In a patent filed in 2017 and issued today by the United States Patent Office, Apple describes a VR headset designed to be compact and comfortable.
Spotted by Patently Apple, Apple’s patent titled Optical System for Head-mounted Display makes it clear up front that this particular design is aimed at creating a VR headset that’s more compact, specifically by redesigning the optical system.
“If care is not taken, a head-mounted display may be cumbersome and tiring to wear. Optical systems for head-mounted displays may use arrangements of lenses that are bulky and heavy. Extended use of a head-mounted display with this type of optical system may be uncomfortable. It would therefore be desirable to be able to provide improved head-mounted [displays].”
Digging through the patent’s dense description, it becomes clear that a ‘catadioptric’ optical system is fundamental to this design, one which uses both reflective and refractive elements, including varying polarization elements, to manipulate light along the optical path.
Catadioptric optics, commonly used in high magnification optical systems like telescopes and microscopes, ‘fold’ the optical path to create a more compact arrangement. Rather than light being simply bent as it passes once through a typical lens, in a catadioptric optic the light bounces back and forth a number of times along its optical path before eventually emerging from the other side.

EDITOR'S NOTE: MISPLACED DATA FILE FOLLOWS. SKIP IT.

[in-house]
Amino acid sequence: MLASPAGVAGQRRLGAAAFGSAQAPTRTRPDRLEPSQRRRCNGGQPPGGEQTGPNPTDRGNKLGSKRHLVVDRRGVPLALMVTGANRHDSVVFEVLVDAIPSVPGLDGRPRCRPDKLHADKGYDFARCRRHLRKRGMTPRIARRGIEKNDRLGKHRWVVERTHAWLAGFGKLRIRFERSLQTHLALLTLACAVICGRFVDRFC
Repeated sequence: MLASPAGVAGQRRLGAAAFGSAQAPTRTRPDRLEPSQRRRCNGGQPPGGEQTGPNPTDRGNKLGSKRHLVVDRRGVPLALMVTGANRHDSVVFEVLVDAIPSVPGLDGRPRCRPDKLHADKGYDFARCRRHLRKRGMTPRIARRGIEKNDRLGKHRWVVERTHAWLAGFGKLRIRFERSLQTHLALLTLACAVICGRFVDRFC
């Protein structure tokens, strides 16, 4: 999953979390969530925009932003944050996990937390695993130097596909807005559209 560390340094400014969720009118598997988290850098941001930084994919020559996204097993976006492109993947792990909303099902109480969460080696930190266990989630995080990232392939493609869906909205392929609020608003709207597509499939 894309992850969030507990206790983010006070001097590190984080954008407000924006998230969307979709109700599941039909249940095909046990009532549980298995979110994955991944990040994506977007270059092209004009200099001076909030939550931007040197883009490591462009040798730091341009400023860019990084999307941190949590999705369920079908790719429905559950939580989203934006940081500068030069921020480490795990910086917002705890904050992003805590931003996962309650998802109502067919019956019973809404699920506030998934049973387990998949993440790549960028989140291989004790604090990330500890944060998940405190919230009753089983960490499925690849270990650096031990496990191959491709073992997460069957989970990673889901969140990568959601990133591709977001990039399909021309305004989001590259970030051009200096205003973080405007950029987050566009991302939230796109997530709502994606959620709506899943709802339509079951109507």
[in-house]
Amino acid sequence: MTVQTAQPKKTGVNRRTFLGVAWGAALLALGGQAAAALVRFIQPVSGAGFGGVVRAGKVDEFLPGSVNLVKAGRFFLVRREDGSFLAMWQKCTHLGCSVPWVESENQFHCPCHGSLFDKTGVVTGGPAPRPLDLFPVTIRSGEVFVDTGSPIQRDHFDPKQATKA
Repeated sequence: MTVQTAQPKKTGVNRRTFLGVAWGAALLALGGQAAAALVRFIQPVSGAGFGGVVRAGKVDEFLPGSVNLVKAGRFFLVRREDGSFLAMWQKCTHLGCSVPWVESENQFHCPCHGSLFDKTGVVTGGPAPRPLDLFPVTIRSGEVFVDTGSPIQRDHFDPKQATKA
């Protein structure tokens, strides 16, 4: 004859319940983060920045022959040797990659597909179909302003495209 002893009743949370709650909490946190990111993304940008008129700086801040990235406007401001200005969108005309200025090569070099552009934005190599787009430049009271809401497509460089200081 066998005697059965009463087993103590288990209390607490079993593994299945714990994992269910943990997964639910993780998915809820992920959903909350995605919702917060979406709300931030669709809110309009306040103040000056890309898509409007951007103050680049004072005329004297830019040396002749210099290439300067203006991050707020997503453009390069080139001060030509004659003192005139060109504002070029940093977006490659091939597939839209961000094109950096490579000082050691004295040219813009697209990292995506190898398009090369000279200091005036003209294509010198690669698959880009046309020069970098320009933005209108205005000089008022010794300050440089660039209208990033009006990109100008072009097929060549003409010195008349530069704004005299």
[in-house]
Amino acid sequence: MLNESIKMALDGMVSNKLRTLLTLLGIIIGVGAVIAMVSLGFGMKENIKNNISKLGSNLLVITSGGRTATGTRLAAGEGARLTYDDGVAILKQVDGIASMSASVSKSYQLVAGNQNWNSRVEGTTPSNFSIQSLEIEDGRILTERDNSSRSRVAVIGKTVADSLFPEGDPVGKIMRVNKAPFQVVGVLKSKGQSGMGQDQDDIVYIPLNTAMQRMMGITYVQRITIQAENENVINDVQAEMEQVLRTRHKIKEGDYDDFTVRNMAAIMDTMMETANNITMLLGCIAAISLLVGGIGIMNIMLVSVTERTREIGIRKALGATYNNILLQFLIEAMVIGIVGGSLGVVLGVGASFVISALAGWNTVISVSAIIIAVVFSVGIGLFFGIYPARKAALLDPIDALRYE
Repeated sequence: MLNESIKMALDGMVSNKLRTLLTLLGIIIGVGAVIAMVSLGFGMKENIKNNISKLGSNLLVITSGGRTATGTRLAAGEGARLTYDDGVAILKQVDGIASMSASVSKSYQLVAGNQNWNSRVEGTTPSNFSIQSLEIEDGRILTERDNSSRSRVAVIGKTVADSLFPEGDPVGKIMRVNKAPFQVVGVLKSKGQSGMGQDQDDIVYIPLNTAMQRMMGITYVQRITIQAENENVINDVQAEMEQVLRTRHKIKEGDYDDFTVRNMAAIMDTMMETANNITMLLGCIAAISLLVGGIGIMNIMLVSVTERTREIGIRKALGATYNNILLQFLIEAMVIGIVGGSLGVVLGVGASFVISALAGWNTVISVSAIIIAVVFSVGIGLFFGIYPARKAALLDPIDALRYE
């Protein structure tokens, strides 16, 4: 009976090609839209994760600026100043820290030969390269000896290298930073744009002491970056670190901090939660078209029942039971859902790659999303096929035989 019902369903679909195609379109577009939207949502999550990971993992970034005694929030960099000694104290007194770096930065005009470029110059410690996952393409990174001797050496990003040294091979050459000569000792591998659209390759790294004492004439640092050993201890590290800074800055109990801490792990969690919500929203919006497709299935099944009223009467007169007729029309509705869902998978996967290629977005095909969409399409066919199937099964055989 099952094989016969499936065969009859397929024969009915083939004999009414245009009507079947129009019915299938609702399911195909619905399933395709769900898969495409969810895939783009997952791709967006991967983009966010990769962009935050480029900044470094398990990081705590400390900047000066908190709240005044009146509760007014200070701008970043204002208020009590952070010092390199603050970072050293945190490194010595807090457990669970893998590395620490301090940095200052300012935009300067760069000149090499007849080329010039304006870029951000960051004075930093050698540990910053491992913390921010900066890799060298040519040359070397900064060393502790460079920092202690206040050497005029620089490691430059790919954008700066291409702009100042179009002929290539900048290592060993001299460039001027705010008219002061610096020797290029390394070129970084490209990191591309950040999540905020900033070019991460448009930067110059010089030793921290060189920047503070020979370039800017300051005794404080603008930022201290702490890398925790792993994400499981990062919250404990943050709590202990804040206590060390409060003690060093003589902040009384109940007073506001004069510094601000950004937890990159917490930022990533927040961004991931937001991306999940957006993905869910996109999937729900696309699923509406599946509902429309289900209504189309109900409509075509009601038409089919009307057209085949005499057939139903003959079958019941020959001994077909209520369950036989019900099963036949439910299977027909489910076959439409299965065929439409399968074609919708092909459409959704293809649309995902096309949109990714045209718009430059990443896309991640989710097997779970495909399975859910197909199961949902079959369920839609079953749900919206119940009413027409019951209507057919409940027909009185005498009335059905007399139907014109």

Microdisplays, which are small but offer high pixel density, are desirable for VR because of their compact size but require lenses with high magnification. Lenses with high magnification often need to be very thick, or can be reduced to a Fresnel design (as is common on consumer VR headsets today), though the Fresnel approach introduces its own set of challenges. It seems likely that Apple is investigating the use of catadioptric optics as a means of creating a compact, high magnification optic specifically to be used in conjunction with a microdisplay. Microdisplays are mentioned in the patent, though, wanting the patent to be as broad as legally possible, other types of displays are mentioned as well.
The patent further describes a series of polarizing elements which are used to reflect some of the light back toward the display to be absorbed by a polarizer. The document explains this is to maintain contrast and avoid stray (unwanted/misaligned) light from being seen by the wearer.
While the patent largely focuses on the optical design and arrangement of optical elements, a significant portion describes varying approaches to manufacturing the design, which are said to potentially increase the durability and clarity of the system.
Among other details, the patent also touches on the possibility of such a headset including a bevy of sensors for various tracking tasks, and specifically notes that cameras could be employed for measuring the environment (as with inside-out tracking) and sensing the user’s eye position. The latter likely being used for eye-tracking applications like foveated rendering.
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While Apple is clearly interested in AR and VR, the company has no shortage of patents for technologies which it has never used. So while it’s interesting that this patent delves into some practical details of manufacturing, it’s better to consider patents a look at what the company may be thinking rather than precisely what they’re doing. That said, Apple is increasingly involving AR and VR in its ecosystem, including embracing VR on MacOS, and launching ARKit on iOS, which many suspect to be a stepping stone toward an eventual AR headset product offered from the company.
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